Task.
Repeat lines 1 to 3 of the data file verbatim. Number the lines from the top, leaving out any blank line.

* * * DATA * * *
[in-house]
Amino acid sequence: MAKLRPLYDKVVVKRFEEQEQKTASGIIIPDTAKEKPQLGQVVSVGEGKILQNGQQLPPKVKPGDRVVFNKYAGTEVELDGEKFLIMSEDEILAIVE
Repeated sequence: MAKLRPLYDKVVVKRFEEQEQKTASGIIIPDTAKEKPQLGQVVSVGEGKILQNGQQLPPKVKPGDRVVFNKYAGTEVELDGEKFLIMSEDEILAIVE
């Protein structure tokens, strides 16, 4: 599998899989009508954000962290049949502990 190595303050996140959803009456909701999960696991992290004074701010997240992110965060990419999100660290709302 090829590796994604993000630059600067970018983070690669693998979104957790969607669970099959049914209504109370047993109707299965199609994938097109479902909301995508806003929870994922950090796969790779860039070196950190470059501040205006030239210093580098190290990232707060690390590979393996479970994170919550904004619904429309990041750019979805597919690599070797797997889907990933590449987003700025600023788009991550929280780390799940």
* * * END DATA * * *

[in-house]
Amino acid sequence: MAKLRPLYDKVVVKRFEEQEQKTASGIIIPDTAKEKPQLGQVVSVGEGKILQNGQQLPPKVKPGDRVVFNKYAGTEVELDGEKFLIMSEDEILAIVE
Repeated sequence: MAKLRPLYDKVVVKRFEEQEQKTASGIIIPDTAKEKPQLGQVVSVGEGKILQNGQQLPPKVKPGDRVVFNKYAGTEVELDGEKFLIMSEDEILAIVE